Polaroid® instant film was the primary imaging medium used with Golden Engineering X-ray units from the 1970s through the 1990s. The 1990s brought the introduction of Digital Imaging Systems with substantial technological advancements made in the last decade. Digital Imaging Systems provide many advantages over the Polaroid® film system including numerous image enhancement features, wider dynamic range, minimal cost per image, and better performance in extreme temperatures. The two basic types of digital imaging systems are Computed Radiography (CR) and Direct Radiography (DR).
CR systems are most like the Polaroid Film System replacing the film with an imaging plate that contains photostimulable storage phosphors. After exposing the imaging plate to X-rays the imaging plate is run through a special laser scanner, or CR reader, that reads and digitizes the image. The image processing time ranges from seconds to just under a minute depending on the system. After the image is processed, the imaging plate is erased by exposing it to light. The imaging plates can be rescanned about two thousand times.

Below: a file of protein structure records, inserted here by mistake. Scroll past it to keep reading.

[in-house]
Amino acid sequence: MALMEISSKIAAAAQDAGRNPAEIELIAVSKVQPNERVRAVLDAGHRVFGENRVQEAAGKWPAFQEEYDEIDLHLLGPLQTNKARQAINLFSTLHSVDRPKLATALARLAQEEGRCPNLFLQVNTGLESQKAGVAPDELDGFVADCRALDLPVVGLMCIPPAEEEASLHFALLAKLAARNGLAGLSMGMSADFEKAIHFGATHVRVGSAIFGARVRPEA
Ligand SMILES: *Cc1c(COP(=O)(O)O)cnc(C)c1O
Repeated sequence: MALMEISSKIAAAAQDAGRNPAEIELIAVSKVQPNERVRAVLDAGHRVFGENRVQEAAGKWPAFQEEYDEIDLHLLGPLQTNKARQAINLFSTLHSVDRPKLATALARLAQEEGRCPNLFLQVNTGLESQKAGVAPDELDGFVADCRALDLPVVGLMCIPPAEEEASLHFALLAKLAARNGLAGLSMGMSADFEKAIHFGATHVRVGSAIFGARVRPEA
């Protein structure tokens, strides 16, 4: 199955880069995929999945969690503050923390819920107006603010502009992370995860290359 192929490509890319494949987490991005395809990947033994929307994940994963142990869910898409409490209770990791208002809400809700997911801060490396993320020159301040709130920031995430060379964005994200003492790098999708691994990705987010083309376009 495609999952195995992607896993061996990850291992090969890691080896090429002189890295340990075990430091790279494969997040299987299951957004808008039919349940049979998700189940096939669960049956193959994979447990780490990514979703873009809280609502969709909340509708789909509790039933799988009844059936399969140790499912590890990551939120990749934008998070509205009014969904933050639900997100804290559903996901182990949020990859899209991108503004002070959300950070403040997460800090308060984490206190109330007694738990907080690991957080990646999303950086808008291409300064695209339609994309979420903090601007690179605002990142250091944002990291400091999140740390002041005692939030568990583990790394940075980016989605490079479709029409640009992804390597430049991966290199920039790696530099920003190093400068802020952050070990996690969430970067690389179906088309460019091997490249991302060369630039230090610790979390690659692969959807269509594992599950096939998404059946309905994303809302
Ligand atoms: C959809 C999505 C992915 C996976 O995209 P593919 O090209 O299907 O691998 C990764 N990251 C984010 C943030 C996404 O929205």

DR systems use a digital image capture device to record the image rather than X-ray film. The capture device can be Flat Panel Detector (FPDs) or combination Florescent Screen and CCD Camera. A cable or wireless option connects the image capture device to a notebook computer where the image is viewed. Image processing time is only a few seconds. The operator controls the X-ray pulse setting and fires the X-ray from the computer. It is not necessary to retrieve the image capture device prior to processing the image, which can be advantageous in some applications.
Direct Radiography (DR) Companies
Computed Radiography (CR) Companies